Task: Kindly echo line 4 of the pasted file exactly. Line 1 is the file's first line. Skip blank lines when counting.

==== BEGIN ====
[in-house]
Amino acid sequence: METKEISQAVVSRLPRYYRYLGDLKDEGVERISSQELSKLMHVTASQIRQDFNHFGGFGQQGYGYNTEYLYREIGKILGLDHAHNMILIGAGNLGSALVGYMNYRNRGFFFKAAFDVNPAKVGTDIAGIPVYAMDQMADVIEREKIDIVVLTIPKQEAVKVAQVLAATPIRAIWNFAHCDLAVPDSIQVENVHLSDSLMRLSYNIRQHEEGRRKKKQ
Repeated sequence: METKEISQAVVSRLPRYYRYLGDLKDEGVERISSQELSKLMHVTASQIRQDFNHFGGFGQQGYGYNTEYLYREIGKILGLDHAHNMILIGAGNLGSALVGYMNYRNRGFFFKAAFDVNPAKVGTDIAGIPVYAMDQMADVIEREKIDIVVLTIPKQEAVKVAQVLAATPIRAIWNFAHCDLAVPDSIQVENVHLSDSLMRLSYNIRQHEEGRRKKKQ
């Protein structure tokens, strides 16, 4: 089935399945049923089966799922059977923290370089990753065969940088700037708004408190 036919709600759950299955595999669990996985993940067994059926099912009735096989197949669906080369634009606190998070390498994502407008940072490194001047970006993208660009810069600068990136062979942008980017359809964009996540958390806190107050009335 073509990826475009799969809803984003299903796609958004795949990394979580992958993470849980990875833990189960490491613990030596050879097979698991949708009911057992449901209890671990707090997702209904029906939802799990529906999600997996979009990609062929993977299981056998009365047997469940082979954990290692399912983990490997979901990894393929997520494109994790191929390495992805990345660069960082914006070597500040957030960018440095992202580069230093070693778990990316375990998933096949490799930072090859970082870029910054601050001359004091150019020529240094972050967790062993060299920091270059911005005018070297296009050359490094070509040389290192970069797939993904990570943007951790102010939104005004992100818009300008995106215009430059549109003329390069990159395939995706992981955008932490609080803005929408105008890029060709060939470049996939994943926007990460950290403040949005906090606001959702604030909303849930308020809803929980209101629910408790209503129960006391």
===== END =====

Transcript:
């Protein structure tokens, strides 16, 4: 089935399945049923089966799922059977923290370089990753065969940088700037708004408190 036919709600759950299955595999669990996985993940067994059926099912009735096989197949669906080369634009606190998070390498994502407008940072490194001047970006993208660009810069600068990136062979942008980017359809964009996540958390806190107050009335 073509990826475009799969809803984003299903796609958004795949990394979580992958993470849980990875833990189960490491613990030596050879097979698991949708009911057992449901209890671990707090997702209904029906939802799990529906999600997996979009990609062929993977299981056998009365047997469940082979954990290692399912983990490997979901990894393929997520494109994790191929390495992805990345660069960082914006070597500040957030960018440095992202580069230093070693778990990316375990998933096949490799930072090859970082870029910054601050001359004091150019020529240094972050967790062993060299920091270059911005005018070297296009050359490094070509040389290192970069797939993904990570943007951790102010939104005004992100818009300008995106215009430059549109003329390069990159395939995706992981955008932490609080803005929408105008890029060709060939470049996939994943926007990460950290403040949005906090606001959702604030909303849930308020809803929980209101629910408790209503129960006391």